The Harry Potter star tells Alice Jones how a one-night stand changed her life
Football Beyond Borders: Even the most distruptive pupils score at homework club

Education: Football Beyond Borders

Add football to an after-school homework club, and even the naughtiest boys can score
10 best barbecue books

Fire up the barbie: 10 best barbecue books

We've got Bibles to get you grilling and smoking like a true south American pro
Wimbledon 2015: Nick Bollettieri - Junk balls and chop and slice are only way 5ft 1in Kurumi Nara can live with Petra Kvitova’s power

Nick Bollettieri's Wimbledon Files

Junk balls and chop and slice are only way 5ft 1in Kurumi Nara can live with Petra Kvitova’s power
Ron Dennis exclusive: ‘This is one of the best McLaren teams ever – we are going to do it’

‘This is one of the best McLaren teams ever – we are going to do it’

Ron Dennis shrugs off a poor start to the season in an exclusive interview, and says the glory days will come back
Seifeddine Rezgui: What motivated a shy student to kill 38 holidaymakers in Tunisia?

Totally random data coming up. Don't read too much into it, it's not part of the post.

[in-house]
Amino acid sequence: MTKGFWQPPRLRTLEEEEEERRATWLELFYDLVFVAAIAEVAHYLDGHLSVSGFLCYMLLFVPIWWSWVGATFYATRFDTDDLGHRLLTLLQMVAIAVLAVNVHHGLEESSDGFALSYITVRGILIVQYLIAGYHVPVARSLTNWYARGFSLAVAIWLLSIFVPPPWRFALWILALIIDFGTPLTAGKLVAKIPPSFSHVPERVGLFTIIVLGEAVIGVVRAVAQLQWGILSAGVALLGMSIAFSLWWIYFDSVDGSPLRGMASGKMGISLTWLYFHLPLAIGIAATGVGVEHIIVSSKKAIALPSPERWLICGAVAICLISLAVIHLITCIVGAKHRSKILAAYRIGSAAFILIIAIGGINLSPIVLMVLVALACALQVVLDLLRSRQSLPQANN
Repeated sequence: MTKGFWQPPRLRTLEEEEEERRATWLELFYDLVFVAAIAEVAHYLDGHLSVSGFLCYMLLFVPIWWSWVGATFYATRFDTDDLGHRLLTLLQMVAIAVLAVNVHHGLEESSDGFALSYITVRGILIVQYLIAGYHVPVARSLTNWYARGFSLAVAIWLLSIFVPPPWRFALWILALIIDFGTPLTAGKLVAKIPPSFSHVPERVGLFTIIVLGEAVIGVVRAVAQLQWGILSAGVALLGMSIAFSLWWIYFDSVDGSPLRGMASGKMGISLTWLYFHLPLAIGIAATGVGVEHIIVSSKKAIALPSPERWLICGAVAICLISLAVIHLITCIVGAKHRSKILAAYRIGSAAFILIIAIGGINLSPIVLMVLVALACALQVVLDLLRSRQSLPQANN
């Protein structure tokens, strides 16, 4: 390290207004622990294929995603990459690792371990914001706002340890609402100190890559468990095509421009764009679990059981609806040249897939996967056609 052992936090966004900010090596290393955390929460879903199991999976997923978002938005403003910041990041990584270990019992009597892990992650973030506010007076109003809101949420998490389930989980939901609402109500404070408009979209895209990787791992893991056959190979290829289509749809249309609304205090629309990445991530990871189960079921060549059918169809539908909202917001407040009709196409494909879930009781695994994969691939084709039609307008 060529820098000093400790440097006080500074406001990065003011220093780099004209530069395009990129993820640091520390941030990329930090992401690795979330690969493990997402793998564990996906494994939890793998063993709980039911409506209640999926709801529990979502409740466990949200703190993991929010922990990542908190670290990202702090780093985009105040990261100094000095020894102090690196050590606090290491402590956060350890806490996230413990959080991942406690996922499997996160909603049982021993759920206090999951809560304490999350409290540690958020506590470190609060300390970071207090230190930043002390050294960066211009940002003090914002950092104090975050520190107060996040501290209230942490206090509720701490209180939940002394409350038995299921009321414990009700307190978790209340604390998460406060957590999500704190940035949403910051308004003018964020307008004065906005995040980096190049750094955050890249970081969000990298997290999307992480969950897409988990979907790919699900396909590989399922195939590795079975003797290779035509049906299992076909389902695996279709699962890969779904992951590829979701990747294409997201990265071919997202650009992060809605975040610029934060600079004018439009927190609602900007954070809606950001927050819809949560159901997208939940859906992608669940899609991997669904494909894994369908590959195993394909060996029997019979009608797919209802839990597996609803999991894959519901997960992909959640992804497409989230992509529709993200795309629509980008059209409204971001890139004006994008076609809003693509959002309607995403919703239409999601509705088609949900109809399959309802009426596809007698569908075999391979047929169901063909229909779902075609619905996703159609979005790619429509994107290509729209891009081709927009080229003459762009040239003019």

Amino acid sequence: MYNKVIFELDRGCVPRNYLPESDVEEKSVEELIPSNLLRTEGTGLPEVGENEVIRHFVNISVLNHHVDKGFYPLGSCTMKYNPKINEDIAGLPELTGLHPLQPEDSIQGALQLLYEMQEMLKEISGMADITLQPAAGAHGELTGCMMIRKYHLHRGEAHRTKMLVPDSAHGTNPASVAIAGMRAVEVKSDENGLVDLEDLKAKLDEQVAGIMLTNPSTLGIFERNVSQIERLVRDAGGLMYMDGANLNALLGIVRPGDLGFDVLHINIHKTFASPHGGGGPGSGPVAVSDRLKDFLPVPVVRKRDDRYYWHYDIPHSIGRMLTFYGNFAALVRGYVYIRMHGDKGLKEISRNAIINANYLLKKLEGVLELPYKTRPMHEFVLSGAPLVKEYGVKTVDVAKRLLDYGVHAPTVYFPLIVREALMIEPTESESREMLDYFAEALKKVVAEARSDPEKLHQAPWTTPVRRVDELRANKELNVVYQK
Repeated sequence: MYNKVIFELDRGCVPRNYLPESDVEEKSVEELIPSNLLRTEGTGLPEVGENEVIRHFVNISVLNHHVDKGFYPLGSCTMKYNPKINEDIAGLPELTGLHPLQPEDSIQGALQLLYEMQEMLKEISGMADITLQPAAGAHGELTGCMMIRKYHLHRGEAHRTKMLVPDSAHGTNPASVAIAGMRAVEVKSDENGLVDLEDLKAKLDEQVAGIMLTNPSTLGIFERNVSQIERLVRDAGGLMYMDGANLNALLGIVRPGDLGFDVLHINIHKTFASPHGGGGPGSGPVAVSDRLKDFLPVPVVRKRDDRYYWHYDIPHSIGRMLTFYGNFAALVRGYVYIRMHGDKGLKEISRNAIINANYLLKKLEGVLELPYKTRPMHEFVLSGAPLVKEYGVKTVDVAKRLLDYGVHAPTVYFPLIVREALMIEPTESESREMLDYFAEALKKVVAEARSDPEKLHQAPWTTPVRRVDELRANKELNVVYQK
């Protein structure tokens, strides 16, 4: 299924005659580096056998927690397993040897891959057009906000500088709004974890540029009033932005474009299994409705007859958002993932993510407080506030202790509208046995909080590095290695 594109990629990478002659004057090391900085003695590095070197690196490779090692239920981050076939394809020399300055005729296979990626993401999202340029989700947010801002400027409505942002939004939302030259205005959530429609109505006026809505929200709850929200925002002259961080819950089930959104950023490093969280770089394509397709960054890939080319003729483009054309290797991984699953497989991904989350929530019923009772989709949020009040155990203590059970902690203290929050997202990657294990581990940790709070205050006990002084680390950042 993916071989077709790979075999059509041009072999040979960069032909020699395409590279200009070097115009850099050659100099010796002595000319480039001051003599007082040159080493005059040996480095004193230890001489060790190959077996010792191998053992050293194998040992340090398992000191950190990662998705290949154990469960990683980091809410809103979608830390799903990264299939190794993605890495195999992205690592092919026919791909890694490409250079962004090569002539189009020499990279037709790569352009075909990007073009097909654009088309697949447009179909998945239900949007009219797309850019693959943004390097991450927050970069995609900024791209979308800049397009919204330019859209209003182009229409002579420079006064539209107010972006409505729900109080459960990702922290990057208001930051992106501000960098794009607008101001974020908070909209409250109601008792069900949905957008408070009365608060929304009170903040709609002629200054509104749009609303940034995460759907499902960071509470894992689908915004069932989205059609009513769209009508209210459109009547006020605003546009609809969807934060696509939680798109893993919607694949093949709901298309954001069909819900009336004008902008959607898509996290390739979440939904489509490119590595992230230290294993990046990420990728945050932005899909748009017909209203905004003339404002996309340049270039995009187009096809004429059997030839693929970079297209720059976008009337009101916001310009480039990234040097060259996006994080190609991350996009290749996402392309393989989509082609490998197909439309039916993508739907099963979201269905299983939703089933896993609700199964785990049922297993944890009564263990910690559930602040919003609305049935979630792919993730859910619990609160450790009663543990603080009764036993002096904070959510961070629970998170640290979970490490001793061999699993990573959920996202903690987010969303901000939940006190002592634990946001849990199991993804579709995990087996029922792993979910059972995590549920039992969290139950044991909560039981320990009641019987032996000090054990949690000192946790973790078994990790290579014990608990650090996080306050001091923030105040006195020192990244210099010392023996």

Making of a killer

What motivated a shy student to kill 38 holidaymakers in Tunisia?
UK Heatwave: Temperatures on the tube are going to exceed the legal limit for transporting cattle

Just when you thought your commute couldn't get any worse...

Heatwave will see temperatures on the Tube exceed legal limit for transporting cattle
Exclusive - The Real Stories of Migrant Britain: Swapping Bucharest for London

The Real Stories of Migrant Britain

Meet the man who swapped Romania for the UK in a bid to provide for his family, only to discover that the home he left behind wasn't quite what it seemed
Cheaper energy on the way, but it's not all sunshine and rainbows

Cheaper energy on the way, but it's not all sunshine and rainbows

Solar power will help bring down electricity prices over the next five years, according to a new report. But it’s cheap imports of ‘dirty power’ that will lower them the most